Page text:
Family Trees

Standing in a small area of woodland on the edge of a field in Leomansley is a stone with the inscription ‘Greville’s Belt W.W.W 1923‘. It isn’t a gravestone, although you can see why some have mistaken it for one, but a marker erected by the then owner of the Maple Hayes estate, William Worthington Worthington, to commemorate the planting of this small belt of trees, named after his eldest son (William) Greville Worthington.(1)

In 1918, William Worthington had inherited Maple Hayes from his father Albert Octavius Worthington, a partner in the Burton brewery that carried his family name, who had originally purchased the estate in 1884. However, Greville Worthington would not inherit the estate from his father. In the early hours of 17th March 1942, whilst serving as a Lieutenant in the Royal Navy Volunteer Reserve at Dover, Greville drove through a restricted area. Although the sentry on duty ordered him to ‘Halt!’ twice, he failed to stop.The sentry opened fire and Greville was fatally wounded, dying in hospital ten days later. A verdict of accidental death was recorded. In the October of the following year, there was another family tragedy.  Lady Diana Worthington, Greville’s former wife, went missing from her home Weston Manor in Olney. A scarf and a coat were found on the banks of the River Ouse and after a week of searching, Diana’s body was recovered from the water.

Greville and Diana had four children together – Caroline, Anna, Charles and Benjamin. I have not yet been unable to find out much about what happened to the children following the deaths of their parents. However, we do know that when William Worthington died in 1949, nineteen year old Charles was his heir. (2)  William’s death brought the Worthington era at Maple Hayes to an end and in 1950, the estate was sold. The house and around twenty three acres were acquired by Staffordshire County Council for educational purposes. Since 1981, the site has been occupied by the Maple Hayes Dyslexia School. The remainder of the estate, some 1,500 acres including farms, cottages and agricultural land, was sold to a trust.(3)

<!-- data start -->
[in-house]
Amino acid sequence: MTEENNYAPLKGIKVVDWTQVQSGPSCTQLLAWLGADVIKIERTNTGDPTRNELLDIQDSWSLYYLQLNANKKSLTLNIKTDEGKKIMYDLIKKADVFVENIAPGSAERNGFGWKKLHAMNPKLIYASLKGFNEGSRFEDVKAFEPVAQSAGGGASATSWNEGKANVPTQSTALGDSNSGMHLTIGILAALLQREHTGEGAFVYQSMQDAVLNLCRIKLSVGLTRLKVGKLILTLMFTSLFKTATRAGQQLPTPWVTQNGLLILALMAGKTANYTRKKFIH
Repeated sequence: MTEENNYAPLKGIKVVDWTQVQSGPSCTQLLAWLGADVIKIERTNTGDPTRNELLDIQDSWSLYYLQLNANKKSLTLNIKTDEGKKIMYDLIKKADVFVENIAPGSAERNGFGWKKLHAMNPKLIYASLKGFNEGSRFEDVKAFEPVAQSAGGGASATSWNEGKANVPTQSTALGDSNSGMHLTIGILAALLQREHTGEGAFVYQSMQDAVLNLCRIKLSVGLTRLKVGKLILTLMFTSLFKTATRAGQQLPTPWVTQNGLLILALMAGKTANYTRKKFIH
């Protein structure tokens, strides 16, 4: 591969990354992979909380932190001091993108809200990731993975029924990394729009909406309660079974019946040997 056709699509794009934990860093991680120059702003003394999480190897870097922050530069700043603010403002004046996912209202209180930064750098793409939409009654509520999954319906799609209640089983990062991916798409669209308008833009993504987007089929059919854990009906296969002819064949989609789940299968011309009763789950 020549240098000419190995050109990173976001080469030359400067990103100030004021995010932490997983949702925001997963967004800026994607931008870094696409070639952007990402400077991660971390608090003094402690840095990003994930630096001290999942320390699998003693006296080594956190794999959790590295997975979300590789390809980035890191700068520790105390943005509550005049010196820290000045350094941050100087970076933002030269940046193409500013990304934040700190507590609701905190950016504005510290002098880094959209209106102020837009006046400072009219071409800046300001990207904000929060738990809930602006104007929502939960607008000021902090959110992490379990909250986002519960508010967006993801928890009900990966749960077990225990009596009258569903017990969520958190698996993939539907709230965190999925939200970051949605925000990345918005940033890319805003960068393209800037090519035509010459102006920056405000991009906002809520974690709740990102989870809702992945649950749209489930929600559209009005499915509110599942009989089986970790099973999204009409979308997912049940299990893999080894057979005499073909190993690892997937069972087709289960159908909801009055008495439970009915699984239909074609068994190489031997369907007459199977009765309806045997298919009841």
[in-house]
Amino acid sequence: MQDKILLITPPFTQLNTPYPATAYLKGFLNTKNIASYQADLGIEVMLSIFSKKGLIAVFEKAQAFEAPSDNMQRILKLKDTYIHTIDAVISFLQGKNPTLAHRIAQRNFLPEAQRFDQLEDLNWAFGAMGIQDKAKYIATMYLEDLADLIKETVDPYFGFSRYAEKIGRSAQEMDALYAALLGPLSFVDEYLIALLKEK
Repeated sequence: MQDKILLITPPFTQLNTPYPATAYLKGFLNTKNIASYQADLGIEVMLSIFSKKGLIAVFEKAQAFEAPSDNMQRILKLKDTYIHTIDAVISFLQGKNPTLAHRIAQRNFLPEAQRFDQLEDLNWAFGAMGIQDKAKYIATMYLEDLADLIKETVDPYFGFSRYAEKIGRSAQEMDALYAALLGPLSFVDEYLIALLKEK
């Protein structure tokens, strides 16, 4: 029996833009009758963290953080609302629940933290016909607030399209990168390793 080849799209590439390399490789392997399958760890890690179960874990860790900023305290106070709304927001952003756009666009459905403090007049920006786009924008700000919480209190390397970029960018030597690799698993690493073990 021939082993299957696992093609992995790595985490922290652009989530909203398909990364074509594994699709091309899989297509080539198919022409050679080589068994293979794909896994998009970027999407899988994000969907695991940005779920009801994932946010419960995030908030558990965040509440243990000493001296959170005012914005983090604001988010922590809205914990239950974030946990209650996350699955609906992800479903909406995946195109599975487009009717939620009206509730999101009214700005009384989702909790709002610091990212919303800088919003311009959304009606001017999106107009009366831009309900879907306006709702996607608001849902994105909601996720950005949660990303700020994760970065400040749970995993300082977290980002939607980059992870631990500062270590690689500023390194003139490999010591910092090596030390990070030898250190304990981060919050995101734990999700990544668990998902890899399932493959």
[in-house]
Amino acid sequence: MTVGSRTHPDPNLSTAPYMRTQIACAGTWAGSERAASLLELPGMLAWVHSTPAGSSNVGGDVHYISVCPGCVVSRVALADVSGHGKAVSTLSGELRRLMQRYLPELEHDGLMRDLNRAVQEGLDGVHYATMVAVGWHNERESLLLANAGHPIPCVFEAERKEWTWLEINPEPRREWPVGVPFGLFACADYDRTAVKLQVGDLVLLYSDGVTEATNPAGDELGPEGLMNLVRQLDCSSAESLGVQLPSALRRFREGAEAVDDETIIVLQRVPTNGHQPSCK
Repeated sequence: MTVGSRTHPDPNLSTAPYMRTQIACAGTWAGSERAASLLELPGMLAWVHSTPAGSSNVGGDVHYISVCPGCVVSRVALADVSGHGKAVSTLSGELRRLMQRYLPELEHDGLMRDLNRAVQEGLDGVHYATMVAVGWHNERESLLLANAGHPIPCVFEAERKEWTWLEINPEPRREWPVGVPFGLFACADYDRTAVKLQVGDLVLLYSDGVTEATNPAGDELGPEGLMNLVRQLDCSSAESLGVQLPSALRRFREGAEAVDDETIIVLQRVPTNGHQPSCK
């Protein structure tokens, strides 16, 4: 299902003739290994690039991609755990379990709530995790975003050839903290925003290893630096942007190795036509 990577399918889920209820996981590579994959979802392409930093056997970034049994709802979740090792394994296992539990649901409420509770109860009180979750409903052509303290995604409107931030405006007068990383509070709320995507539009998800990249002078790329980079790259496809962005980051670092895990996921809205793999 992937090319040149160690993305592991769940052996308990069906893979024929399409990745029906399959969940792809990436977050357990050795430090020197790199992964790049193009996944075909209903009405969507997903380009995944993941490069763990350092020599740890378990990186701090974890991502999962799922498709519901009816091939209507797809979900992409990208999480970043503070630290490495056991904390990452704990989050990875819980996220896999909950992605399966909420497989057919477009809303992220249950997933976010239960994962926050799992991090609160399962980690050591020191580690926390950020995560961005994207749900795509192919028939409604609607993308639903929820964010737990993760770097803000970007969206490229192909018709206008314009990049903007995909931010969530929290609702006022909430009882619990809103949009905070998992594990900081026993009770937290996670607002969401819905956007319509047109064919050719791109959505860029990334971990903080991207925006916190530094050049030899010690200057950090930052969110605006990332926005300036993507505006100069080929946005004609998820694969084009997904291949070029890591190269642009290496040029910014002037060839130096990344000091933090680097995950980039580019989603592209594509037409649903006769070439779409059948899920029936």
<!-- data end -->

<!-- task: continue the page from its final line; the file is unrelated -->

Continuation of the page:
As well as Greville’s Belt,  other areas of woodland were named after Worthington family members. Lady Muriel’s Belt, Herbert’s Spinney and Fitzherbert Firs still appear on maps of the area, as mentioned in BrownhillsBob’s recent post on Leomansley. Are there more stone markers to be found in these places?  I also noticed a house on the site of the old playground of Christ Church School, near to the church, which has a plaque saying ‘W.W.W 1920‘. Surely another reference to William Worthington Worthington, although exactly what the connection is I don’t know as yet.  The Worthington family may no longer reside at Maple Hayes but their names still echo in the landscape that surrounds their former home.

Notes

(1) I have seen similar stones marking ‘Parker’s Plantation’ and ‘The Roundabouts’ at the Pipe Hall Farm, owned by The Woodland Trust.

(2) W.G.W had a younger brother Albert Ronald Worthington, born 1904 and died in 1951. but according to the County History, it was grandson Charles, eldest son of W.G.W that was W.W.W’s heir.

(3) Until last year, around 360 acres of the former Maple Hayes estate was still owned by the trust. However, in April 2012 it was sold to new owners The Crown Estate for just under three million pounds.

Sources

Burntwood: Manors, local government and public services’, A History of the County of Stafford: Volume 14: Lichfield (1990), pp. 205-220.

The Lichfield Mercury archives

Nottingham Evening Post archive

 

Discovery Channel

After fifty-five weeks, four failed attempts and roping in several members of my family I finally found the medieval conduit head up at Pipe Hall Farm in Burntwood. You know though, you wait all year for a conduit head & then two turn up…..